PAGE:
Tesla CEO Elon Musk sold $6.9 billion worth of shares in the EV maker, explaining that he could use the funds to finance a potential Twitter deal if he is legally forced to complete the $44 billion takeover of the social media platform.
According to several SEC filings dated August 5, 8 and 9, Musk sold a total of 7,924,107 Tesla shares worth about $6.9 billion in total at a weighted average price of $869,09. After this latest sale, Elon Musk now owns 155.04 million Tesla shares or just under 15 percent of the automaker, according to Reuters calculations.
This brings total Tesla stock sales by Musk to about $32 billion in less than one year. Asked by Tesla pundit Sawyer Merritt on Twitter if he was done selling, Musk confirmed and explained why he made the move.
"Yes. In the (hopefully unlikely) event that Twitter forces this deal to close *and* some equity partners don't come through, it is important to avoid an emergency sale of Tesla stock."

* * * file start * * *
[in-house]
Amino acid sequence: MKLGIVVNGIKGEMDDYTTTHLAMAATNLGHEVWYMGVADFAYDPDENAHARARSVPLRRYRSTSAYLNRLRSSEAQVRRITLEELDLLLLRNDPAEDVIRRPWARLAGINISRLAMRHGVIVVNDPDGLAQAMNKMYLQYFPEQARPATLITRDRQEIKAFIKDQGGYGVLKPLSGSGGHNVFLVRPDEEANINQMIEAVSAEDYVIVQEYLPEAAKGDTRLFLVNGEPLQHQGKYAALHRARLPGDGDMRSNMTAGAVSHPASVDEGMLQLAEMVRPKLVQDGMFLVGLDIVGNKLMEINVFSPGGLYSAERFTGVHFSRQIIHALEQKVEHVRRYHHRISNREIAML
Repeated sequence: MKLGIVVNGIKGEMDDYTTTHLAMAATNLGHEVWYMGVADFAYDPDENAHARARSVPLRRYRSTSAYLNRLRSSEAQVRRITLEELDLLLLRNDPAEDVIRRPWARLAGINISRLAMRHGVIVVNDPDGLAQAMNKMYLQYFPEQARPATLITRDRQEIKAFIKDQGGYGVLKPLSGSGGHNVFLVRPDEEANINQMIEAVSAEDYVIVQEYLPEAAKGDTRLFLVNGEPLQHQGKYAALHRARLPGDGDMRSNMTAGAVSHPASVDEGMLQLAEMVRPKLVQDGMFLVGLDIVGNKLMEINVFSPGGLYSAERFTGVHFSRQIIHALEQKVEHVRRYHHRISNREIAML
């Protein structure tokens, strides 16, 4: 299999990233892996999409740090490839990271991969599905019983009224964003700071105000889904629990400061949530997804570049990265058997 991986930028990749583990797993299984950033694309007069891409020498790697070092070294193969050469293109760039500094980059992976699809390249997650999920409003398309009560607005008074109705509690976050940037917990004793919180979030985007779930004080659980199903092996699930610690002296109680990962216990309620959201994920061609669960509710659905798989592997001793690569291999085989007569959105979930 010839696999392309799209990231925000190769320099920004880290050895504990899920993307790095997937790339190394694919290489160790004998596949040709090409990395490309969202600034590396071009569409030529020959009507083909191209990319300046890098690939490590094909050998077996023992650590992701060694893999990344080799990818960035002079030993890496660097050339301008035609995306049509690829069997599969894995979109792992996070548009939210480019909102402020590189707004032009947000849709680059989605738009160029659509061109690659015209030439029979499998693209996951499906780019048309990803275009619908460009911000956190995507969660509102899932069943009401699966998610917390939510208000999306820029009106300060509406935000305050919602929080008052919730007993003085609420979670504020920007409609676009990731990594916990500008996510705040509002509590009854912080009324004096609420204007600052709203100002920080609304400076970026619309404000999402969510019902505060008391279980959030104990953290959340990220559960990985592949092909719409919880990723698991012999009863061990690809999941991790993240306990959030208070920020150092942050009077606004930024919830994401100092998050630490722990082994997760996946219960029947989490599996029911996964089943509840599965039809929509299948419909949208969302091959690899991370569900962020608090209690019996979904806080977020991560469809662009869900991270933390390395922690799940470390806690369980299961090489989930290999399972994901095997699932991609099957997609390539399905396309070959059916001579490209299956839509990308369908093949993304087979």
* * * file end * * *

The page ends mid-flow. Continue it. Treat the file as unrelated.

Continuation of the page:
He also replied "Yes" to a question on whether he will buy Tesla stock again if the Twitter deal does not close.
This is the first time Musk has sold Tesla shares after offloading about $8.5 billion worth of shares in April. After selling the last batch of shares on April 29, the executive said that there were "no further TSLA sales planned after today."
Obviously, that did not happen as Musk has now sold another massive batch of shares. According to Reuters, legal experts have seen this coming and predicted Musk would sell more Tesla shares if he was forced to complete the acquisition or settle the dispute with a stiff penalty.
In early July, the billionaire tore up his April 25 agreement to buy Twitter for $44 billion, claiming he was misled about the number of spam accounts—the so-called bots—on the social media platform.
Twitter dismissed his claim as buyer's remorse in the wake of a plunge in technology stocks and sued Musk to force him to complete the transaction. The two sides will head to trial on October 17.
In light of Musk's Tesla stock sale, Wall Street is now seeing the chances of a Twitter deal more likely, Wedbush securities analyst Dan Ives suggested in a tweet, calling the Tesla CEO's action a "poker move."